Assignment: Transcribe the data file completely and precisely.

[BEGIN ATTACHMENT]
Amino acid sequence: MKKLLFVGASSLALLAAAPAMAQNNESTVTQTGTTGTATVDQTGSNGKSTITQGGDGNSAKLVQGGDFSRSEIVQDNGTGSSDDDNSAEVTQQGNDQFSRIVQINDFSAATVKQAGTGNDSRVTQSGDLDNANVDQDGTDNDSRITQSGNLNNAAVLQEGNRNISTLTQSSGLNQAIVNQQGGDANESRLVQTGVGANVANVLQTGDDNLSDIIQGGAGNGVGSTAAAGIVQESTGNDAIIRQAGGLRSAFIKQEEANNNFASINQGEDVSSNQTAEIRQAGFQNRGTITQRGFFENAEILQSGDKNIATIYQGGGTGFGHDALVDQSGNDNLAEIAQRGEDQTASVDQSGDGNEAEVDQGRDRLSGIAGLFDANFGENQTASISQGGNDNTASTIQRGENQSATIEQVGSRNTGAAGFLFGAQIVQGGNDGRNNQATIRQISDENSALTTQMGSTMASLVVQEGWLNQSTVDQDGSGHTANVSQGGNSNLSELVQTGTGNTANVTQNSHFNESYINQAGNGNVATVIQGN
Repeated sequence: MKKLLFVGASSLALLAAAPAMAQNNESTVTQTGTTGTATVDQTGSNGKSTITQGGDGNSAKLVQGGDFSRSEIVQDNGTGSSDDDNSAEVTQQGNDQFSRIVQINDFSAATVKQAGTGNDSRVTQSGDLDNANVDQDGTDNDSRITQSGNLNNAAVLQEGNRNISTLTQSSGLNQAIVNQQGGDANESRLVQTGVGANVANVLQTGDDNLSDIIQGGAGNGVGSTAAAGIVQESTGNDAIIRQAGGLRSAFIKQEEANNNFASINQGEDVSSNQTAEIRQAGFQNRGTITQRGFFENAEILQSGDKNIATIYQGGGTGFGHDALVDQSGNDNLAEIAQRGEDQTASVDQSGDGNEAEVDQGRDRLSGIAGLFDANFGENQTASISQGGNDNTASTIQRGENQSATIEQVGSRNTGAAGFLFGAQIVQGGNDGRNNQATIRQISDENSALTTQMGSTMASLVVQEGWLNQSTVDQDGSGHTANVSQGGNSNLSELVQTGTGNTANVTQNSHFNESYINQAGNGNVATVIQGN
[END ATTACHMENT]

Amino acid sequence: MKKLLFVGASSLALLAAAPAMAQNNESTVTQTGTTGTATVDQTGSNGKSTITQGGDGNSAKLVQGGDFSRSEIVQDNGTGSSDDDNSAEVTQQGNDQFSRIVQINDFSAATVKQAGTGNDSRVTQSGDLDNANVDQDGTDNDSRITQSGNLNNAAVLQEGNRNISTLTQSSGLNQAIVNQQGGDANESRLVQTGVGANVANVLQTGDDNLSDIIQGGAGNGVGSTAAAGIVQESTGNDAIIRQAGGLRSAFIKQEEANNNFASINQGEDVSSNQTAEIRQAGFQNRGTITQRGFFENAEILQSGDKNIATIYQGGGTGFGHDALVDQSGNDNLAEIAQRGEDQTASVDQSGDGNEAEVDQGRDRLSGIAGLFDANFGENQTASISQGGNDNTASTIQRGENQSATIEQVGSRNTGAAGFLFGAQIVQGGNDGRNNQATIRQISDENSALTTQMGSTMASLVVQEGWLNQSTVDQDGSGHTANVSQGGNSNLSELVQTGTGNTANVTQNSHFNESYINQAGNGNVATVIQGN
Repeated sequence: MKKLLFVGASSLALLAAAPAMAQNNESTVTQTGTTGTATVDQTGSNGKSTITQGGDGNSAKLVQGGDFSRSEIVQDNGTGSSDDDNSAEVTQQGNDQFSRIVQINDFSAATVKQAGTGNDSRVTQSGDLDNANVDQDGTDNDSRITQSGNLNNAAVLQEGNRNISTLTQSSGLNQAIVNQQGGDANESRLVQTGVGANVANVLQTGDDNLSDIIQGGAGNGVGSTAAAGIVQESTGNDAIIRQAGGLRSAFIKQEEANNNFASINQGEDVSSNQTAEIRQAGFQNRGTITQRGFFENAEILQSGDKNIATIYQGGGTGFGHDALVDQSGNDNLAEIAQRGEDQTASVDQSGDGNEAEVDQGRDRLSGIAGLFDANFGENQTASISQGGNDNTASTIQRGENQSATIEQVGSRNTGAAGFLFGAQIVQGGNDGRNNQATIRQISDENSALTTQMGSTMASLVVQEGWLNQSTVDQDGSGHTANVSQGGNSNLSELVQTGTGNTANVTQNSHFNESYINQAGNGNVATVIQGN